This PG-rating seems like another example of the arbitrary nature of the ratings. (It’s actually worse than that, but that’s another blog post.) Of course, I haven’t seen the new Potter film — and I’m not half way through reading the book yet — but by the very nature of the series, with the characters maturing and a war of wizards raging, the new film should, if anything, be at least slightly more violent and sexually charged than the prior film.

Even with most of us lucky enough to lead lives more or less without violence, real life is NC-17 from a fairly young age. For most of us, daily life is full of cursing, scatology (assuming we’re reasonably regular), sex and/or thoughts of sex. It’s not implying any scandal whatsoever to say that a sufficiently frank documentary about the making of a Harry Potter film could get an quick R-rating simply for language. Thanks to Ricky Gervais and company, we already have an idea of what such a documentary might be like.

  

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…And the Winner (Really) Is….

No, this is not a reference to last night’s Tonys. True, the movie-inspired “Billy Elliot” did take the night, continuing a “trend” for B-way musicals that go back to the classic film era, and it’s also true that host Neil Patrick Harris is a winner both for his show-closing/show-stopping musical summation, and because Empire Online has announced a couple of movie gigs for the still up-and-coming Doogie Horrible. (h/t Whedonesque).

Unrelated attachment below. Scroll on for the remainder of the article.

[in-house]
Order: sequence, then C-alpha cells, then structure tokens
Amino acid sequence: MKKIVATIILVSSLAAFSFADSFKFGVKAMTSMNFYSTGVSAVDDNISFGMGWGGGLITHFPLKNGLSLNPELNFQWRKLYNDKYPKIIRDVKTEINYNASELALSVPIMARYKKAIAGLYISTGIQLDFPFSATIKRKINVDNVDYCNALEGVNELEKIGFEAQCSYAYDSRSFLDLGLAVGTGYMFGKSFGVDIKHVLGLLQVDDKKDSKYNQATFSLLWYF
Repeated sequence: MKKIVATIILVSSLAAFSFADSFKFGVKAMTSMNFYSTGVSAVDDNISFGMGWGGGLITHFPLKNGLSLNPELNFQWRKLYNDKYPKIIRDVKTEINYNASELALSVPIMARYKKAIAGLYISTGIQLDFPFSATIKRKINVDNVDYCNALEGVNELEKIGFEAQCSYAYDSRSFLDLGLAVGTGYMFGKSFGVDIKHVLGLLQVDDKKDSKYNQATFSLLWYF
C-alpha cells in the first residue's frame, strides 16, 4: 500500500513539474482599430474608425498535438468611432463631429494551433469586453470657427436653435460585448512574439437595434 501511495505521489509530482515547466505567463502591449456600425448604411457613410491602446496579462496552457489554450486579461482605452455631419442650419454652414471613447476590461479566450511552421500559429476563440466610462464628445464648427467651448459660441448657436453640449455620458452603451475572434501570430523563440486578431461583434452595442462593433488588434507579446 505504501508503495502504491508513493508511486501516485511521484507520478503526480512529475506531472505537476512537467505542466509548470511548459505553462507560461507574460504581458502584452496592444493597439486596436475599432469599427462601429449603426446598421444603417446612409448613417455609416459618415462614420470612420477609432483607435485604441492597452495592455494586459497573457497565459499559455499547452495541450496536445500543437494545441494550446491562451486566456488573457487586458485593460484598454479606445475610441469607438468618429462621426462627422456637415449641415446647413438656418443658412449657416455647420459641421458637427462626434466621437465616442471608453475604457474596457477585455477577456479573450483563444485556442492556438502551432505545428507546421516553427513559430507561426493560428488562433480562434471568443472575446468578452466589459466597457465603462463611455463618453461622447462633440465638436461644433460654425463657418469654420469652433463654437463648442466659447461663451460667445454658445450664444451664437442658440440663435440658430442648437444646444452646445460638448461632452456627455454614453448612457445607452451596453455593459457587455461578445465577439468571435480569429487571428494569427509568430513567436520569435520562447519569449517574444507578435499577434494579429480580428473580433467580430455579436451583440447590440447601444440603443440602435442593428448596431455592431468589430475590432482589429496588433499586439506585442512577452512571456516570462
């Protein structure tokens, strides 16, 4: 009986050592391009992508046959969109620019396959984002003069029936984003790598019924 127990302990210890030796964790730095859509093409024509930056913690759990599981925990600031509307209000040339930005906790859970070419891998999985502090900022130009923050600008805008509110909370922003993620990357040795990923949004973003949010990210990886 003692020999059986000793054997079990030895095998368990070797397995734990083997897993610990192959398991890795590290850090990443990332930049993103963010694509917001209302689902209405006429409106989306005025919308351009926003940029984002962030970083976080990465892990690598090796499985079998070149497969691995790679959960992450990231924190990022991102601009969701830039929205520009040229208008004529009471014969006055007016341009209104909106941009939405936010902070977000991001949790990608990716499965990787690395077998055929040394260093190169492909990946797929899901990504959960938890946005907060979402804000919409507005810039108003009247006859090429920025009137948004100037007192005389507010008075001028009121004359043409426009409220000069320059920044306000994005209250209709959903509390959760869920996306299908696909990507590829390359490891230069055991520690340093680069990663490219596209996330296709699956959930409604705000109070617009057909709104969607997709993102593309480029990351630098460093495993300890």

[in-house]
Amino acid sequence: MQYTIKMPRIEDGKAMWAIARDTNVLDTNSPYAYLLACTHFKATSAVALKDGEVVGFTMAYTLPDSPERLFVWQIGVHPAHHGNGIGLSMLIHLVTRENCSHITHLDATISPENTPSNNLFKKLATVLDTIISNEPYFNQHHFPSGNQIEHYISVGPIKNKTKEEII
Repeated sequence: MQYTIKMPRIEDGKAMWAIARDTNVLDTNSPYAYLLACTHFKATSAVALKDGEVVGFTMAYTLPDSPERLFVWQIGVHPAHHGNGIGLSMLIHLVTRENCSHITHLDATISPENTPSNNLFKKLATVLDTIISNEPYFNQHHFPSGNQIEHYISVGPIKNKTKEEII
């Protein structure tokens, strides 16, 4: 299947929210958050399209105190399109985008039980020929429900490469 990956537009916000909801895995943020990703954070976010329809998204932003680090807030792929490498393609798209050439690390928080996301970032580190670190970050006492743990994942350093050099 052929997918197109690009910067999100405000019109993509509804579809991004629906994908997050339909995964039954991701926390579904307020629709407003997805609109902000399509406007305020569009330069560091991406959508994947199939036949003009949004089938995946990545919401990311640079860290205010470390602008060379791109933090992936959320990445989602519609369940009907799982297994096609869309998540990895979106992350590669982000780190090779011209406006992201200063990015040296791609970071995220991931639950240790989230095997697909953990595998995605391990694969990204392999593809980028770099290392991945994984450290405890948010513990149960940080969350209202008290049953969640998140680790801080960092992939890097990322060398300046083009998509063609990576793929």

However, it seems that the battle for the #1 box office spot discussed on my last post actually had a somewhat different result than we thought. It’s important to remember that those numbers I talk about on Sunday are really only estimates, though they are treated by press-sters as just this side of gospel. The upshot is Variety is reporting that both “The Hangover” and “Up” did better than expected business yesterday, but the former did just a little bit better better business, if you follow me. Sayeth the big V’s Pamela Mcclintock:

Final figures will show that “Hangover” grossed $45 million from 3,269 runs. “Up” should finish at $44.3 million to $44.4 million from 3,818 theaters.

I don’t suppose it really matters that much in the final analysis; nobody’s going broke here. (Well, I can’t speak for degenerate gamblers. Someone, somewhere, just lost a big bet.)

In other box office news I didn’t have time for yesterday, “Angels and Demons” cracked the $400 million mark over the weekend worldwide, sayeth the Finke. “Terminator Salvation” is not doing so badly overseas, actually. “Land of the Lost,” however, may be doing even less well than expected. Critics, you may step up your gloating.